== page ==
// Blogger jeff nolan // 4:48 AM
 

Umair,

Just commented on your original post as well. Fascinating how I missed reading Jeff's latest comment before seeing this post. This clearly shows the need for comments and posts to end up in the same feed!
// Blogger Chris // 8:51 AM
 

As a person who enjoys working and spending time off in both the US and Europe:

1) It appears to me a little naive to think you can mix insults and economic analysis and have the analysis come through clearly, but, whatever.

2) My experience with all these little European businesses staffed by people who are totally committed to what they do is that 90% of them could not withstand competition if they were exposed to it. That ought to tell us something, from an economic point of view. What it tells me is that the social and economic structure of Europe is largely a cost-shifting exercise: shifting the cost of maintaining these little boutiques onto the (generally poorer) people who, given a chance, would not continue to subsidise them. I enjoy the fact that a street in Paris is populated with shops offering goods and services corresponding to my tastes. I don't feel any moral or intellectual superiority can be derived from the fact that their continued existence is predicated on their being force-fed to Europe's "little people" (a la Leona Helmsley).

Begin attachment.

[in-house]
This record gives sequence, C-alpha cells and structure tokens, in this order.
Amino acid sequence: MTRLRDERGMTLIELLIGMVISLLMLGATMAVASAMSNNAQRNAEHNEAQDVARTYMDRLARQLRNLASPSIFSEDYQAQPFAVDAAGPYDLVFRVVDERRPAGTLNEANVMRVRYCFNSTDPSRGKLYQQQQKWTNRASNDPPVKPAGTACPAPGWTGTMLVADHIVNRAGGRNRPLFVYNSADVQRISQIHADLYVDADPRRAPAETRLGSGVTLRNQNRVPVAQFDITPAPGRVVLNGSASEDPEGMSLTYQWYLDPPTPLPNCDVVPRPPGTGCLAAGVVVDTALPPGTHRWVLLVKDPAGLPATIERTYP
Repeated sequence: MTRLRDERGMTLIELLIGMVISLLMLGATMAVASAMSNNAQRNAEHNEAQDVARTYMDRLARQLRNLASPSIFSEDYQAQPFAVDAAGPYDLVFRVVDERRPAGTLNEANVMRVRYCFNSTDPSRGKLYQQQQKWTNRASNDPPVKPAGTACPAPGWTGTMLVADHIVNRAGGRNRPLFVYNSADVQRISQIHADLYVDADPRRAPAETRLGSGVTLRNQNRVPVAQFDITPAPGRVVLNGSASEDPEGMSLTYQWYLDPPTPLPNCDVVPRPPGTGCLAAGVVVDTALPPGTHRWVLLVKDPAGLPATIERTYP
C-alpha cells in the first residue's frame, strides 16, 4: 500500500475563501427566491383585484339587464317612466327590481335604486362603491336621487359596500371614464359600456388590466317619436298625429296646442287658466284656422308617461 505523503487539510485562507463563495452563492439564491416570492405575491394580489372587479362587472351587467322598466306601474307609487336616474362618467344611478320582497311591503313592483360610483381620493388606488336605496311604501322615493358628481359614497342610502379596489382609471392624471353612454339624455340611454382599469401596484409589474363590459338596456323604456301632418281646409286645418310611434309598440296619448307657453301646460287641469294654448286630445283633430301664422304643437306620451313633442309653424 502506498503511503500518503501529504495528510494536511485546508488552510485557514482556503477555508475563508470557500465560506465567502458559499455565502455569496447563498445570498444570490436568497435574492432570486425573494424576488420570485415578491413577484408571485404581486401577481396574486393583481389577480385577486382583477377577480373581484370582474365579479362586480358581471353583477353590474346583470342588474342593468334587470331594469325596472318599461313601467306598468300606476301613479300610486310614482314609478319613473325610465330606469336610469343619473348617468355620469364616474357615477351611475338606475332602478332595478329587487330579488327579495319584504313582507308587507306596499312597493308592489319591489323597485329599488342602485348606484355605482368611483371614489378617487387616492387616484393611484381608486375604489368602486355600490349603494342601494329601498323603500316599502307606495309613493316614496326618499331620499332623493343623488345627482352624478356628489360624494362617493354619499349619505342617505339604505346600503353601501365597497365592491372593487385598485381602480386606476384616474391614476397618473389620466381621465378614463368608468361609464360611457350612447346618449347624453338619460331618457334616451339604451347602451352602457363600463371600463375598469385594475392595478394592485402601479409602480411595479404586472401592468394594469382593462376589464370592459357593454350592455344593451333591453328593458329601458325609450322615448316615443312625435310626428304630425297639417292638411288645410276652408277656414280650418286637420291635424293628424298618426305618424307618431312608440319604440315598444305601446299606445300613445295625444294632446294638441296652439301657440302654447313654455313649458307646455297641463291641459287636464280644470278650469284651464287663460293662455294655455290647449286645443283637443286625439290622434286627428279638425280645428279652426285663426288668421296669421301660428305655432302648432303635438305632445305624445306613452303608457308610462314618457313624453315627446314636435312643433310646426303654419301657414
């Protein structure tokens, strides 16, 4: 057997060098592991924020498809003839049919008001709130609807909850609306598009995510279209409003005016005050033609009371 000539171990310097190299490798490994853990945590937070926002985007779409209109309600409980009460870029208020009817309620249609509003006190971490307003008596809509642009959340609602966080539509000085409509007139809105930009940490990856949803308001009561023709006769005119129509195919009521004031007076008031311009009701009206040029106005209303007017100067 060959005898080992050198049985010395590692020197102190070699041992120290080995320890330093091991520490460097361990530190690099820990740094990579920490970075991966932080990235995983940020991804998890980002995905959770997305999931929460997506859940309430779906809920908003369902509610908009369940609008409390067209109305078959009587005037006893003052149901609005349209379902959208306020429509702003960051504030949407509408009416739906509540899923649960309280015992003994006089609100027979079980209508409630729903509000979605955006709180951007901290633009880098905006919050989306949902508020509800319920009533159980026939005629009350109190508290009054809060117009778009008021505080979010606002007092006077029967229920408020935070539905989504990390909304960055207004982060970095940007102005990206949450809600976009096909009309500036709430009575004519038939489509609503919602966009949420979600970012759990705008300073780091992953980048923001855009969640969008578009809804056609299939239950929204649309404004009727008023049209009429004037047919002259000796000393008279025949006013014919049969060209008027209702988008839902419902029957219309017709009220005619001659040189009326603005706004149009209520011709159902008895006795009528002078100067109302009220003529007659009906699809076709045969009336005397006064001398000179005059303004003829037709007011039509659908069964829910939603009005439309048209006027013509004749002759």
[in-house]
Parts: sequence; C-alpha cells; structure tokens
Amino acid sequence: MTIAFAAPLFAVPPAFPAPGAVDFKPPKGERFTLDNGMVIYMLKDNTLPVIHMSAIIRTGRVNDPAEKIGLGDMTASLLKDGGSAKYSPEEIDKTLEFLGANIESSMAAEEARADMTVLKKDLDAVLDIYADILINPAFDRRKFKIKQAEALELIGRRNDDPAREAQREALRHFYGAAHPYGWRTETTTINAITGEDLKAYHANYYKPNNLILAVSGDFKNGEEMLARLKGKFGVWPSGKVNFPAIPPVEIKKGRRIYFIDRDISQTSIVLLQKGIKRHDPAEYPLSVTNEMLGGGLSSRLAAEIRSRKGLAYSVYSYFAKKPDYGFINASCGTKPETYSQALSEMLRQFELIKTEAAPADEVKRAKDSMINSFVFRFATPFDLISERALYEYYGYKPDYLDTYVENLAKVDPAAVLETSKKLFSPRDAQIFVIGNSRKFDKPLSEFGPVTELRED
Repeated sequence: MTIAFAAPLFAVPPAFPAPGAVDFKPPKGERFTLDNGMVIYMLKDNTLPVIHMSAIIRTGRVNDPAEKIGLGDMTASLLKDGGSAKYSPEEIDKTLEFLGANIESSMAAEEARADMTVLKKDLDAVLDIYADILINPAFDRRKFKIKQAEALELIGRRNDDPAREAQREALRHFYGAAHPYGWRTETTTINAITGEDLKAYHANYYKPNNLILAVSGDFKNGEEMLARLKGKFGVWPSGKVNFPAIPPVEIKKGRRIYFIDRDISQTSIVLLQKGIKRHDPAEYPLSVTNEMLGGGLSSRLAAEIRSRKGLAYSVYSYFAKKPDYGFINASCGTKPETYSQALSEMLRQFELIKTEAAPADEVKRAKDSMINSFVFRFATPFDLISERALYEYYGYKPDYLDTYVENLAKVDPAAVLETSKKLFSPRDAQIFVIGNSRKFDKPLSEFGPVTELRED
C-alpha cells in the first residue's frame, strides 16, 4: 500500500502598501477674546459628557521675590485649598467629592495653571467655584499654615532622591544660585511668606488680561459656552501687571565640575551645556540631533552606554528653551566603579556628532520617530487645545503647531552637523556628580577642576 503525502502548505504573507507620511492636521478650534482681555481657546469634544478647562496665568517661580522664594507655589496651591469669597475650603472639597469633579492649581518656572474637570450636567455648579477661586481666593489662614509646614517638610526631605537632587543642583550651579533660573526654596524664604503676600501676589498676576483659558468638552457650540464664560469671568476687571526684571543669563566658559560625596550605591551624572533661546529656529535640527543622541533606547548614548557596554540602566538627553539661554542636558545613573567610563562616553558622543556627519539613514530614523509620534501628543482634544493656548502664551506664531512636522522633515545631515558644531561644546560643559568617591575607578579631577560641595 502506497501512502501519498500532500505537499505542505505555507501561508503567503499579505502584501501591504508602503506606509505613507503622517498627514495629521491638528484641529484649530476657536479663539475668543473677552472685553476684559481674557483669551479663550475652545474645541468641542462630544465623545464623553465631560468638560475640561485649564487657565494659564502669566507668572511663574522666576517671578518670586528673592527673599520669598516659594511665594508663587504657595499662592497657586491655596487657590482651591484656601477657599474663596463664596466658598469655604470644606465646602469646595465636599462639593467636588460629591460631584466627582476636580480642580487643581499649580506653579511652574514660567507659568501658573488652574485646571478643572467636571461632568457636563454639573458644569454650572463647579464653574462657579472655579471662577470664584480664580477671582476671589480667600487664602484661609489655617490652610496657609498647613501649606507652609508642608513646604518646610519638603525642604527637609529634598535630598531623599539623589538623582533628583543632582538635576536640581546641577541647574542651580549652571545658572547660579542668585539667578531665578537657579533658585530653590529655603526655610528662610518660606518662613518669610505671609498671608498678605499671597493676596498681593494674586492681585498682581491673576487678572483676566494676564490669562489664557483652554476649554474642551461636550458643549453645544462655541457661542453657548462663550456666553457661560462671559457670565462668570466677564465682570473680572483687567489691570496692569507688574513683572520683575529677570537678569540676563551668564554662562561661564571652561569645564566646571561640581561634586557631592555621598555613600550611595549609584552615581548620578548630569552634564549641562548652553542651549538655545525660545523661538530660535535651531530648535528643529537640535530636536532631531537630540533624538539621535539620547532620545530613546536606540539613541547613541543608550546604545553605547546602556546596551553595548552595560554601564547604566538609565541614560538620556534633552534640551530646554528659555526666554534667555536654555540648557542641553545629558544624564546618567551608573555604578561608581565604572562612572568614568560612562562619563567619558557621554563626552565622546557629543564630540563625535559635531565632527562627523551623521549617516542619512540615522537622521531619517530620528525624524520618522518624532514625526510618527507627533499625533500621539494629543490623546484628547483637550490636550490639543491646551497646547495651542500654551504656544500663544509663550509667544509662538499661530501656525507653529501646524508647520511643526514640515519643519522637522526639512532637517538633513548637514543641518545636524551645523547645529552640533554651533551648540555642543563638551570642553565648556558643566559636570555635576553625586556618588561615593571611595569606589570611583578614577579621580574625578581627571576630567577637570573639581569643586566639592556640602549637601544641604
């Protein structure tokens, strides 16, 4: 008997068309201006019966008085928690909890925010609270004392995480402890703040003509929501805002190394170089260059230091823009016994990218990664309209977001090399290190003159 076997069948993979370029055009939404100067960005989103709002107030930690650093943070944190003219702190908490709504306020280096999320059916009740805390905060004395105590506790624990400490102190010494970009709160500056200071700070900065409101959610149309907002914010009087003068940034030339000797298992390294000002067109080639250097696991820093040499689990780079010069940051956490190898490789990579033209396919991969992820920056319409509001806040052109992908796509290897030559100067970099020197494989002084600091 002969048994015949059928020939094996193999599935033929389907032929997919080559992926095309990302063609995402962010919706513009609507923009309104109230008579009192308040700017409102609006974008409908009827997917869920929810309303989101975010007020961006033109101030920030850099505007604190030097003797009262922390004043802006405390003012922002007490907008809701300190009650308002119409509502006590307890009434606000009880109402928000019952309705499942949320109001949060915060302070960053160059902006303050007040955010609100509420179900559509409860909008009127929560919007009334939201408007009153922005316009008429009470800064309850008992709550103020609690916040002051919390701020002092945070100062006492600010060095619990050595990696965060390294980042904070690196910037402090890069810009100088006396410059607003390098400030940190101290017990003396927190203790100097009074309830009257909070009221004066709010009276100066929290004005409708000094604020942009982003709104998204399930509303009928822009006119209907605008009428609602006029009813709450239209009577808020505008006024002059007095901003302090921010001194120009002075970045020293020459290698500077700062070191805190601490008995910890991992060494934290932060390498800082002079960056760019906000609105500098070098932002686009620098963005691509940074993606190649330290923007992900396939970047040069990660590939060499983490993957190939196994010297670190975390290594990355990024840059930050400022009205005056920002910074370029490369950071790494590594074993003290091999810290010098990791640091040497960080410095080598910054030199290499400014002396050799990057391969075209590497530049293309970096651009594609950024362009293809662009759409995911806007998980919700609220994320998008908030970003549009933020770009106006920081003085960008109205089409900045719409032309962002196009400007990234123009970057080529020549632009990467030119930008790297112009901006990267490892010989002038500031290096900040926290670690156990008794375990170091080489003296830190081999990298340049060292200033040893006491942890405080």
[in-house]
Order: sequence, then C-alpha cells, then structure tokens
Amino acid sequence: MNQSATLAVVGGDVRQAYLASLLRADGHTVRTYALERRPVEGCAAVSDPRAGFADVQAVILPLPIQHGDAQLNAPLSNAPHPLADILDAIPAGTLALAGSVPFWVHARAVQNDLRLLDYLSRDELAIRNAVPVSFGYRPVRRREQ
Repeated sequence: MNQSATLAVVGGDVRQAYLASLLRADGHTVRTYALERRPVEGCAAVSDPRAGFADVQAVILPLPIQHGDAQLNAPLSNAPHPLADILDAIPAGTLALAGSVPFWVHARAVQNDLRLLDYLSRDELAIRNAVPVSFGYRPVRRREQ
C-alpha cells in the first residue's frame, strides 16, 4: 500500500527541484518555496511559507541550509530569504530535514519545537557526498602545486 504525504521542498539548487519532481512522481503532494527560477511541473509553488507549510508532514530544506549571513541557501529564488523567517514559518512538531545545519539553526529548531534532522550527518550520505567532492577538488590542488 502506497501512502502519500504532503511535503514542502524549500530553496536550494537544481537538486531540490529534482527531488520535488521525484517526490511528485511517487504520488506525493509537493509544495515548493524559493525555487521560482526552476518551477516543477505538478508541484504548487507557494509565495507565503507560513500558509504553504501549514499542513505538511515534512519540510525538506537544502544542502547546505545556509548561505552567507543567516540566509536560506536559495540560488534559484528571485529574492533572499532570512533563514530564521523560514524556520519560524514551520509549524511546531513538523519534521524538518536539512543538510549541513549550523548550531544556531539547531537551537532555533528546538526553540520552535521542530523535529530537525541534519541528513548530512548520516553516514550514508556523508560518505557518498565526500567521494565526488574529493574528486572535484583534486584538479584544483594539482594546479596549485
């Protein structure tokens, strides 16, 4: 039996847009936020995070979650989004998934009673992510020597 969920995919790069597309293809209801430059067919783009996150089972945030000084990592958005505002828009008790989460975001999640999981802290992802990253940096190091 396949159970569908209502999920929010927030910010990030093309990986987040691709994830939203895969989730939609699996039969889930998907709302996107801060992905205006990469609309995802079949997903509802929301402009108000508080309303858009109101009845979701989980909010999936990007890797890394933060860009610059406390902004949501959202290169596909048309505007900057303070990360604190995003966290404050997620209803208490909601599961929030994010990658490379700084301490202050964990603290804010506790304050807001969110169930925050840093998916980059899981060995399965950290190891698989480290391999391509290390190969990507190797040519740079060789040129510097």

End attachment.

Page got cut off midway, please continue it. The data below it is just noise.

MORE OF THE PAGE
// Blogger Meme chose // 11:13 AM
 

Umair-